Tagged: charlie sheen

Go Ahead and Jump… Onto The Band Wagon

Look around the Bay Area, Gigantes gear is everywhere.  It was inevitable.  

 

A team wins a championship and becomes the toast of the region. 

We did not think we were immune to the effects of a glorious championship run did we?

 


Band Wagoner:

 

A sports fan that’s loyalty is contingent upon a team’s success. These fans are rarely respected in the sport fanatic community because they reap the rewards of victory, without a willingness or fortitude to face the hardships of defeat.

 

Thanks Urban Dictionary, and I thought you were only good for sex act definitions such as “Blumpkin Backfire”.

 

(I know you are going to look it up, be sure to NOT use Google images)

 

Over the past few months I have engaged in a number of conversations with other Gigantes fans about band wagon fans. The conversations usually ended with the “real” fan bashing the late arrivals to the party.

 

I had one question for every “real fan” that bashed a band wagon fan:

 

What is the harm of a band wagon fan?

 

The answers I was given were not adequate.

 

I consulted with KJ (as we were in the same mindset on the subject) on the negatives of band wagon fans. 

 

We could only come up with two true negatives.  That’s impressive because we were both Mensa candidates.

 

1.  Ticket Prices

 

I learned about supply and demand at Napa Valley College’s Micro Economics course. Gosh darn Stubhub.  Check out the prices on the secondary ticket market.  They are ridiculous. 

 

Home Opening day (4/8) tickets on Stubhub are starting at $130.  The $130 tickets are Section 333, Row 16.  It would cost a family of four over $500 just to get into the ballpark.

 

Ticket Scalper’s (brick and mortar Stubhub) will also be raising the price of their cream this season.  I used to tell my-go-to-scalper to bring the cream (best available) to 21st Amendment before the game.  I have a feeling the cream will be out of my price range this season.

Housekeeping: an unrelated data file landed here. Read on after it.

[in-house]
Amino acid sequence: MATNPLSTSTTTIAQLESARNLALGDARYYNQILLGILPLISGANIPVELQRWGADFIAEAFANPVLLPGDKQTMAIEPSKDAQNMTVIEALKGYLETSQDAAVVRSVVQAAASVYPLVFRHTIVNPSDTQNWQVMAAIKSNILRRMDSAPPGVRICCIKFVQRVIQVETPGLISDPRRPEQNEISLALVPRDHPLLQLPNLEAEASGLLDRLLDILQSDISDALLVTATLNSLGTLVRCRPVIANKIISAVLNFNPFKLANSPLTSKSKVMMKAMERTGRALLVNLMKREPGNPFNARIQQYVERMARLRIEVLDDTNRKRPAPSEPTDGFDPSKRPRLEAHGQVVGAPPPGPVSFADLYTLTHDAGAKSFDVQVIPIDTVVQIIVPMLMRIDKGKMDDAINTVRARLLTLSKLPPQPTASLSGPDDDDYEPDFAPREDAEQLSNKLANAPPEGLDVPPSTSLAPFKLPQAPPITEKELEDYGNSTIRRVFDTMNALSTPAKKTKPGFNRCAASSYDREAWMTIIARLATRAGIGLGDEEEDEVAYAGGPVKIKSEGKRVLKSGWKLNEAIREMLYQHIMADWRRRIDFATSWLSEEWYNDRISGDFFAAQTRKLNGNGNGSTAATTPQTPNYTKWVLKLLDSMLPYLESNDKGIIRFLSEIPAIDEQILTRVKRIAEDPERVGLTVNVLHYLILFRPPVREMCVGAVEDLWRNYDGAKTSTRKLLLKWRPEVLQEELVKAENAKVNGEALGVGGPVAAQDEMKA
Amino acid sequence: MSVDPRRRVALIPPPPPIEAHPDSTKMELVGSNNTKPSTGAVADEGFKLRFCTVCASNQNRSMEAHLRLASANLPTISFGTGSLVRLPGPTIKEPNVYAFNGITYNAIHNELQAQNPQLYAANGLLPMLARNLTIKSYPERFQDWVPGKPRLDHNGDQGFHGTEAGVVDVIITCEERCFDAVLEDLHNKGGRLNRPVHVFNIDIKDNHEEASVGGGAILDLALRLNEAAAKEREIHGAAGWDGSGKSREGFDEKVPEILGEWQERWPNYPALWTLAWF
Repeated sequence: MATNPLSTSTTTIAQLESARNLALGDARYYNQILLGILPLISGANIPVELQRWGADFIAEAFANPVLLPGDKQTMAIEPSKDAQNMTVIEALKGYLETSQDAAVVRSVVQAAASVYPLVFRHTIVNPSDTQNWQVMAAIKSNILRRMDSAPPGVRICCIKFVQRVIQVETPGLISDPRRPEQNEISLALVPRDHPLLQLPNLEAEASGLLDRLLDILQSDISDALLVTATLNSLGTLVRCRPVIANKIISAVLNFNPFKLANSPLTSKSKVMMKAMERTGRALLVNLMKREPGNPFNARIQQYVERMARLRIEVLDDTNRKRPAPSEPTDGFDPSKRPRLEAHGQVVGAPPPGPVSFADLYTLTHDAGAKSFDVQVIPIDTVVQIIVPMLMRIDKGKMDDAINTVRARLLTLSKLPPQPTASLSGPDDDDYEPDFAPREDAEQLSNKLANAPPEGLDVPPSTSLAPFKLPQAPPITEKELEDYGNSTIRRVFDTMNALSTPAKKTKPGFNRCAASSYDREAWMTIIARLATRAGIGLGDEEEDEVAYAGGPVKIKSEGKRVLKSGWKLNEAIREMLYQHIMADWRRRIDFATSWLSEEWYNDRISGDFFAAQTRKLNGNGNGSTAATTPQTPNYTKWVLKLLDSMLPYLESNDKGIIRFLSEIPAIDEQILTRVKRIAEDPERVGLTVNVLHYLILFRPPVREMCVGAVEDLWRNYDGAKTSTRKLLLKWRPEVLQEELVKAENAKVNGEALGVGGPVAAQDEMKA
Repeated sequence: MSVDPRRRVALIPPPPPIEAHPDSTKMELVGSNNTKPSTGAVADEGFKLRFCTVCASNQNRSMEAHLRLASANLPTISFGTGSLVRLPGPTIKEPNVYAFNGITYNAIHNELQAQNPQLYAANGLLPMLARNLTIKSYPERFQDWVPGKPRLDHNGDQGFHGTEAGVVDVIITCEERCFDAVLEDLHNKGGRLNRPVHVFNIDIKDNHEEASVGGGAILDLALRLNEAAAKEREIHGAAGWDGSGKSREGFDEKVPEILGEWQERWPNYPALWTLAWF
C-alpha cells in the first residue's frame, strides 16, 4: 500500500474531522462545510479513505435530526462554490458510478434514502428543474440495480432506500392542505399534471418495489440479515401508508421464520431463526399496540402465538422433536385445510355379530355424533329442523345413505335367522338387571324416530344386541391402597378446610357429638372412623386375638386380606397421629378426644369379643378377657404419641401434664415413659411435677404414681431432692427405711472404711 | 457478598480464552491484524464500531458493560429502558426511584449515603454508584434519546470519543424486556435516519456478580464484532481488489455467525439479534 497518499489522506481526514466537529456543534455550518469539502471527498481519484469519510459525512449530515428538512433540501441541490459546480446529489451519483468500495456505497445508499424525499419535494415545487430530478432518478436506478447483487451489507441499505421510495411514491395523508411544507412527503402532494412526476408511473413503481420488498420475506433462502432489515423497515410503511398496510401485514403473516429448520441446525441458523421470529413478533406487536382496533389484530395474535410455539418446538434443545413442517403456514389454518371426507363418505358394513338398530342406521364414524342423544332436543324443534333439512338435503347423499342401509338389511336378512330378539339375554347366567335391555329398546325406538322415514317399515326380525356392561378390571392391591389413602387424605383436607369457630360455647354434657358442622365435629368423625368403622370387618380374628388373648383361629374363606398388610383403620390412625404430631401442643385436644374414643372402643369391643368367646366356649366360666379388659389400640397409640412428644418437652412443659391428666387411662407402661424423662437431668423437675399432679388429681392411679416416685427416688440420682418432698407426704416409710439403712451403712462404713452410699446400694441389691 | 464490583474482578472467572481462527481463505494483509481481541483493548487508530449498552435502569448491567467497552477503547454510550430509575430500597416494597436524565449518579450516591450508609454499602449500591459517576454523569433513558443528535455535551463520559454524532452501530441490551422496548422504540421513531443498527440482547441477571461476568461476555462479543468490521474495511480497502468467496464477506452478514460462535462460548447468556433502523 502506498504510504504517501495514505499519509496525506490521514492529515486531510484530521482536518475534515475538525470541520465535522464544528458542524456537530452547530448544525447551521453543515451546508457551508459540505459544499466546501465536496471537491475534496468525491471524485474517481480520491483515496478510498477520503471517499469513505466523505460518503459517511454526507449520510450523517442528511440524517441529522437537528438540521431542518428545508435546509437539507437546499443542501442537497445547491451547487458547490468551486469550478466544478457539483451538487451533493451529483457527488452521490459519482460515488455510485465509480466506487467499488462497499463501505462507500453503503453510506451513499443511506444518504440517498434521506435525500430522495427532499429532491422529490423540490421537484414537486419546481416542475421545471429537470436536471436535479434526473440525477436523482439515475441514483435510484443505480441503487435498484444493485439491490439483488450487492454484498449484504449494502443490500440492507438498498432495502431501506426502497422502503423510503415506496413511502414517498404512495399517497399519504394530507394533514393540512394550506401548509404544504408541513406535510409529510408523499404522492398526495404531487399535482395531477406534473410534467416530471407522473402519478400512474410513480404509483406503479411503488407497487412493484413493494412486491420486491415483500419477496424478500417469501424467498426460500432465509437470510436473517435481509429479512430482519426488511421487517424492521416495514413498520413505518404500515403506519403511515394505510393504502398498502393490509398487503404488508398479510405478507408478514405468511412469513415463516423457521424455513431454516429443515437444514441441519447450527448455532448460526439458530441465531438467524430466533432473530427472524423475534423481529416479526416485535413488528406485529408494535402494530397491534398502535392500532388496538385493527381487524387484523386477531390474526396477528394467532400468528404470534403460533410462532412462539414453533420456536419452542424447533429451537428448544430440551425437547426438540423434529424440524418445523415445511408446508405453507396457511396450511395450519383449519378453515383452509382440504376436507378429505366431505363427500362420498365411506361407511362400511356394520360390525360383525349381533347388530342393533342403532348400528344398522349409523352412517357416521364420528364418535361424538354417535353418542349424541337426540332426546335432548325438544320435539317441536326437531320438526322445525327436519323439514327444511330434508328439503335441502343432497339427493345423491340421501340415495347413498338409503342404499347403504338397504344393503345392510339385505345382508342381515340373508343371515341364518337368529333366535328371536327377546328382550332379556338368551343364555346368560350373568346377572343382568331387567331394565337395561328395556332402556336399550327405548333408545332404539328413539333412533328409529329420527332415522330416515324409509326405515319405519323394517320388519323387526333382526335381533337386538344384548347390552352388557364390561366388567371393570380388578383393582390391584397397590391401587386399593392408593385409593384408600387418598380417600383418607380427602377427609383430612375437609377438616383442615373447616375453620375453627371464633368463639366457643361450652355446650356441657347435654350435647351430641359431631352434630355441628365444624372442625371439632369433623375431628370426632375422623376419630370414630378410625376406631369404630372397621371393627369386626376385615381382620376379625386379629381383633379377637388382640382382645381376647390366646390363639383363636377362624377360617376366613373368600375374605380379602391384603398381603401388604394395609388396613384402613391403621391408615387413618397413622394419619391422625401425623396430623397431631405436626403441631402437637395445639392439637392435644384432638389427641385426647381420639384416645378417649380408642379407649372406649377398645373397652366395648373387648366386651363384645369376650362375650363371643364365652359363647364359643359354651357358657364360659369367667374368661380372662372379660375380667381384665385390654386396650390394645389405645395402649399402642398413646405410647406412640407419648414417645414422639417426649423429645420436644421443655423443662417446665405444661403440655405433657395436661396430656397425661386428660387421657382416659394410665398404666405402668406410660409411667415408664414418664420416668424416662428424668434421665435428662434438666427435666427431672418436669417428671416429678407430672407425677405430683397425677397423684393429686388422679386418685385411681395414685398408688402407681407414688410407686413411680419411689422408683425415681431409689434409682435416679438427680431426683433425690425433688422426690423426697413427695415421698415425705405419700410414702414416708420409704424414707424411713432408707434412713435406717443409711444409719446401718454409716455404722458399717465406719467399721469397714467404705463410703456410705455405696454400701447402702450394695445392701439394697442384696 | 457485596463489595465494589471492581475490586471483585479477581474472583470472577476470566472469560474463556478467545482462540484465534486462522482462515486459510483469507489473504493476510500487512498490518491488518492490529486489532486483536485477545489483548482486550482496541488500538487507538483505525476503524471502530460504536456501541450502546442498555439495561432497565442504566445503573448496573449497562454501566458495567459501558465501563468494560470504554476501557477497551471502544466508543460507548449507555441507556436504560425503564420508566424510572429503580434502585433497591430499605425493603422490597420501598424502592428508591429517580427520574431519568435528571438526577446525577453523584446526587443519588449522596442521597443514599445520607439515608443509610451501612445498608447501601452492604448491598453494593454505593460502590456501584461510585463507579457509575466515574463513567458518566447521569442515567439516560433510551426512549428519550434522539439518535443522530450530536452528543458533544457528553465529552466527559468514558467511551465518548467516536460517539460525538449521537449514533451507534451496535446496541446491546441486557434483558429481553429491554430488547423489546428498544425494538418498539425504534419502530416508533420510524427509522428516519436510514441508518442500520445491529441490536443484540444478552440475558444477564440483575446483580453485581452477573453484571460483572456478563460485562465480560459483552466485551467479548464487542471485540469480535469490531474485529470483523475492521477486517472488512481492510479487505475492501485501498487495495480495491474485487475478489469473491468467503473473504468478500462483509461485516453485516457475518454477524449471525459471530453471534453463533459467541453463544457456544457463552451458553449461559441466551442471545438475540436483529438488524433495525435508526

2.  Bad Conversations

 

One of my favorite pastimes is talking baseball.  I grew up around knowledgeable baseball minds and expect a certain level of baseball common sense in my baseball conversations.

 

Band wagon fans can be a disaster to have a baseball conversation with.  It makes me feel very uncomfortable, which is usually what I do best to others.

 

The conversation usually ends with awkward silence when I bring up a new way to quantify a defenders true value. 

 

(Yes, these are the things that keep me up at night.)

 

High ticket prices on the secondary market and bad baseball conversations.  One hurts the wallet and one is mildly annoying.  These are also easy to avoid, buy your tickets directly from Los Gigantes and do not attempt to engage in a conversation with band wagon fans.

 

(Band wagon fans are easy to spot, 78% of them wear strap-back hats)

 

There are obvious positives that band wagon fans bring to the table: a full Pac Bell/SBC/AT&T Park, excitement, and a sense of camaraderie.  The number #1 positive of a band wagon fan often goes over looked.

 

1. Band Wagon Fans Breed New Fans.

 

A band wagon fan has the ability to spread their fandom to others. 

 

My brother in law, admittedly, is not a big baseball fan but got into Los Gigantes championship run.  He grew a playoff beard, looked up “The Machine”, and used the word “delicious” as often as possible. 

 

(Wait, I think he just had a man crush on B-Weezy.)

 

Will his interest in baseball/man crush of B-Weezy subside? Undoubtedly yes, but his excitement carried over to his oldest son, who is now a huge Gigantes fan. I bought him a Big Time Timmy Jim World Series Jersey for Christmas.  My Sister told me he wore the jersey for three straight weeks.  The jersey had to be torn off him to be washed.

 

Los Gigantes World Series run along with his Father’s excitement was the key to make my nephew a fan.  He watched more baseball in one month than he had previously watched in his lifetime.  How awesome is that?

 

New fan creation is well worth the high ticket prices and bad baseball conversations that result from fans hopping on the band wagon.

 

It doesn’t matter when you board the train, or even purchase a ticket; all that matters is that you arrive at the destination.  The World Series was the destination and we all arrived together.


 

There is plenty of room for the 2011 season.

 

All Aboard.

 

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